Before crack, there was cocaine. In 1972, New Yorkers bought more powdered cocaine than heroin, and they paid dearly for it. Pimps, rock stars, UN delegates, and high school students all turned on with snow. Some used casually, and some threw their lives away for its fleeting high. The drug’s devotees showed their allegiance with a golden coke spoon necklace—a sign of the wealth required to maintain a habit when the drug sold for as much as seventy-five dollars a hit. They used it to party, to work, and to have sex. They snorted it, shot it, and rubbed it on their gums. And more and more, they killed and died for the sake of the priceless white powder.
In this staggering exposé, Marc Olden gets to the heart of New York’s cocaine underworld, painting an exhaustive picture of the drug’s effects on society—from the highest highs to the lowest lows.
A year later, Black Samurai introduced Robert Sand, a martial arts expert who becomes the first non-Japanese student of a samurai master. Based on Olden’s own interest in martial arts, which led him to the advanced ranks of karate and aikido, the novel spawned a successful eight-book series. Olden continued writing for the next three decades, often drawing on his fascination with Japanese culture and history.
American Melancholy traces the growth of depression as an object of medical study and as a consumer commodity and illustrates how and why depression came to be such a huge medical, social, and cultural phenomenon. It is the first book to address gender issues in the construction of depression, explores key questions of how its diagnosis was developed, how it has been used, and how we should question its application in American society.
Ever since he took the vows of the samurai, Robert Sand has been ready to die. But now, for the first time in his life, he has a reason to live. Her name is Ann, and he sits beside her, awaiting takeoff for Geneva, when terrorists seize the plane. Holding guns on the passengers and crew, they douse the cabin in liquor and light a fire that will burn until it reaches the gas tanks. The terrorists flee as smoke fills the plane, but one lingers—a Japanese killer with a vendetta against the black samurai. He puts two bullets in Ann’s back, and even Sand’s lightning reflexes are not fast enough to save her.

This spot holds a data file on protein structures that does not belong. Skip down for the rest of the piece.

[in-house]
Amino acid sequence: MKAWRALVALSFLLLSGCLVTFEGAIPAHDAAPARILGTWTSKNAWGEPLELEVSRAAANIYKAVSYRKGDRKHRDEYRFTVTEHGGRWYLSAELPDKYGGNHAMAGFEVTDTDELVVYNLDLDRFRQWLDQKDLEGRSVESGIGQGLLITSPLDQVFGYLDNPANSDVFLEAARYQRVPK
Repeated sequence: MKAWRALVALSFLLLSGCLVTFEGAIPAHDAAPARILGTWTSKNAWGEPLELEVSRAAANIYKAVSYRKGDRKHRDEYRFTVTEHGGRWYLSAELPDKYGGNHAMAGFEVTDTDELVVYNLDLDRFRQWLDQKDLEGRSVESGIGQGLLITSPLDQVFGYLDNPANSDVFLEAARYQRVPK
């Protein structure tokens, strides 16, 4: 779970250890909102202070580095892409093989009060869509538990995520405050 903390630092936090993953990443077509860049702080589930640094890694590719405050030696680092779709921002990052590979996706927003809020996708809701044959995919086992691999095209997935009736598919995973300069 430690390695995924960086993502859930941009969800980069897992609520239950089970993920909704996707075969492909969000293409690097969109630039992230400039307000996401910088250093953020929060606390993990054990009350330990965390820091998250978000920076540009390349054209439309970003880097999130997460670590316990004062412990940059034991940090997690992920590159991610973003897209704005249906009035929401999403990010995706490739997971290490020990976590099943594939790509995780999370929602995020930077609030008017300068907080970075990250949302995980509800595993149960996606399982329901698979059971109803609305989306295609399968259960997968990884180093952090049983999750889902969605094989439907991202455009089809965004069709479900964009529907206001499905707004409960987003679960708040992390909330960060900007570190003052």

The Sword of Allah, the most feared terrorist organization on the planet, planned the attack. Its next operation threatens to turn the Cold War up to a boil, but they made one foolish mistake. Robert Sand is angry, and will have his revenge.
When Robert Sand’s sensei was murdered, William Baron Clarke helped him take revenge. The former president of the United States, Clarke is a rich man who uses his wealth to combat evil around the world. Since they first met, Sand has become his chief enforcer—a killer with samurai skills and American style. Once, Clarke saved Sand. Now it’s time to return the favor.
A fringe militia called the Inquisition kidnaps Clarke’s daughter, a brilliant college student. Their leader goes by the name Dessalines, and his cruelty is exceeded only by his madness. Before he executes his prisoners, Dessalines always stages a drumhead trial. Sand has three days before the verdict comes in—time enough to perform some executions of his own.